• Ysabet (unregistered) in reply to Xaria

    Unfortunately, this is the sort of thing that is all too possible.

    We had an almost-graduated student at my current employer over the summer. Sure, he was a student. His job was to basically investigate whether or not assertions were a useful debugging tool for our particular environment, and to implement them if so.

    At the end of 3 months, we got a powerpoint presentation that was complete BS and mostly wrong, which I knew (as a barely-graduate) from general knowledge.

    Oh, and on the female programmers thing? They come in two extremes: ones that write excellent, easily maintainable code (eg those who work for a living) and ditzes who seem to sleep their way around. I've yet to meet one in the middle ground. Incidentally, I've noticed it's harder to get a job in IT as a female if you aren't in a de facto or marriage or other permanent relationship...

  • Peter Marreck (unregistered) in reply to aksteele

    I actually have not one but TWO female coworkers who produce decent, maintainable code. One has a masters' in CS, the other worked in coding instrumentation interfaces in her prior job.

    Both indian, neither easy on the eyes at all. Not to mention, one is a mom. Ah well, such is life

  • Anon (unregistered) in reply to JohnO
    JohnO:

    Another possibility -- Paula could have been banging the project manager or is related to him/her.

     
    Or both [:|]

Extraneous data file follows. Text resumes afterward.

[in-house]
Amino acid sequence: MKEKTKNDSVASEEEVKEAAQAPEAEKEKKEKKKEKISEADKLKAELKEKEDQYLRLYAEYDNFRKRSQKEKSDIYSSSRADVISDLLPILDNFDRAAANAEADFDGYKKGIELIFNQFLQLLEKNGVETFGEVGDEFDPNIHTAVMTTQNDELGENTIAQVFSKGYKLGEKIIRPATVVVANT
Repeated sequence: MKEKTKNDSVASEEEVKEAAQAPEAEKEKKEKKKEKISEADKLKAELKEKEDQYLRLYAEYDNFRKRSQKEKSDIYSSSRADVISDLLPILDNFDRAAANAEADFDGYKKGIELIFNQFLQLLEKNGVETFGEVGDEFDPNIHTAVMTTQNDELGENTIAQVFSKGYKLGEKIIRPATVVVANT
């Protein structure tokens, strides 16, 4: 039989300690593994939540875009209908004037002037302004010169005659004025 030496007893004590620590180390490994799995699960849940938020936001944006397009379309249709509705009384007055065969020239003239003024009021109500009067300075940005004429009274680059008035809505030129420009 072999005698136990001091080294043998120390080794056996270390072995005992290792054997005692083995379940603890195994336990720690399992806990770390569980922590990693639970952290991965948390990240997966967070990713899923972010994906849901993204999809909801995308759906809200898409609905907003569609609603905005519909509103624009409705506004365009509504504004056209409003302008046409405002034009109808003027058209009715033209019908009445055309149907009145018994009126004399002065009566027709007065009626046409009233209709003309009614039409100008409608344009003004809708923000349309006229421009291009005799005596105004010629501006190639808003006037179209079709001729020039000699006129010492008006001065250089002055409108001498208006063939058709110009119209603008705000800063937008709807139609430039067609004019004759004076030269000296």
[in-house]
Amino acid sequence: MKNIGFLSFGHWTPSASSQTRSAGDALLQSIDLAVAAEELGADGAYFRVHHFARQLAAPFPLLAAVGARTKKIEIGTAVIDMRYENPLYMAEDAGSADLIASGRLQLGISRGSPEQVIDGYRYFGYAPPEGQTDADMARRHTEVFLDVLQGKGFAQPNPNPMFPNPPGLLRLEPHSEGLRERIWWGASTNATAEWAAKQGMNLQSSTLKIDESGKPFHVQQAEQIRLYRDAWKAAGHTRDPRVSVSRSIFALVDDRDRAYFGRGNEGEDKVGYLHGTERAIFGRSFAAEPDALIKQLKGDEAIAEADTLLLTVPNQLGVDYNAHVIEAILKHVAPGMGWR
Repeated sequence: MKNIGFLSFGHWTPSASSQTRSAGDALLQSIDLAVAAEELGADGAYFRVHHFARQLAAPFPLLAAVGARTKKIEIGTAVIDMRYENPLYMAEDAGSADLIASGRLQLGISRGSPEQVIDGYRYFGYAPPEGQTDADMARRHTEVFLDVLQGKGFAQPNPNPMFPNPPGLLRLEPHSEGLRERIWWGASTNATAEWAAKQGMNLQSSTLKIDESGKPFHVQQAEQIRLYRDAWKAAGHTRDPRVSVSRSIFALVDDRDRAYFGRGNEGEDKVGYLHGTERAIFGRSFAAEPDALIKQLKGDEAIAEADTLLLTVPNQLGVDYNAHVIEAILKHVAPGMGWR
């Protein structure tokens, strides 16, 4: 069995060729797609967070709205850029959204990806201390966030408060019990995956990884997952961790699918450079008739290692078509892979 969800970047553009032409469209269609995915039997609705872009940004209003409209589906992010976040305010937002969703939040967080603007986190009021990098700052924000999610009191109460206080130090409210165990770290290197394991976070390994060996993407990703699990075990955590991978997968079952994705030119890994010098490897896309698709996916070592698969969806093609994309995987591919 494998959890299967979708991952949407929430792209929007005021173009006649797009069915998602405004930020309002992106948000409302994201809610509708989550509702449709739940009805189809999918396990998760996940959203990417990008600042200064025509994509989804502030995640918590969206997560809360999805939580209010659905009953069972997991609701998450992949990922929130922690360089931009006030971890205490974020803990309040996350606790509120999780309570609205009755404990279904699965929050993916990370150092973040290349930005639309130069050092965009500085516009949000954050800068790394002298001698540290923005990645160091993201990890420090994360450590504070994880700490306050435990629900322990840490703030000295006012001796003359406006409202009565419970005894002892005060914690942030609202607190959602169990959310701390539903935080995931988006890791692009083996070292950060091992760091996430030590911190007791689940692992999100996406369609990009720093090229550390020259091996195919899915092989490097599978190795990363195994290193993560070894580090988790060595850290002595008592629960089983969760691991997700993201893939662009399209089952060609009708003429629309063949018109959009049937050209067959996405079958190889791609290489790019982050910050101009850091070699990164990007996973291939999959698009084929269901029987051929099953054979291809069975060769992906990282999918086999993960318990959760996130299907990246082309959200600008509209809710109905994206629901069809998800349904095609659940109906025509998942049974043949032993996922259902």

• nebulous (unregistered) in reply to ItsAllGeekToMe

    For those that don't believe:

    I was working as a contractor just pre Y2K, for a huge company and a huge Y2K project (names reserved to protect the guilty). They'd outsourced the IT management and recruitment to a third-party specialist because they were hiring so many contractors. This outsource company managed to hire a ex fitness instructor who knew absolutely nothing, and I mean nothing, we reckoned he'd skimmed 'VB for Dummies' to get through the interview.

    Day 2 of his employment, we discover that this guy doesn't know anything, and let our IT management know about it. They, of course, were employed by the same outsource company, and they realised that the embarrasment of revealing that they hired someone who couldn't code at all was worse than the risks to the project of keeping him there. So they hid him away, and told us to cover the slack. He was getting around $60/hour to twiddle his thumbs.

    Paula at least managed to get some code written ;)

  • Z (unregistered) in reply to Ysabet
    Anonymous: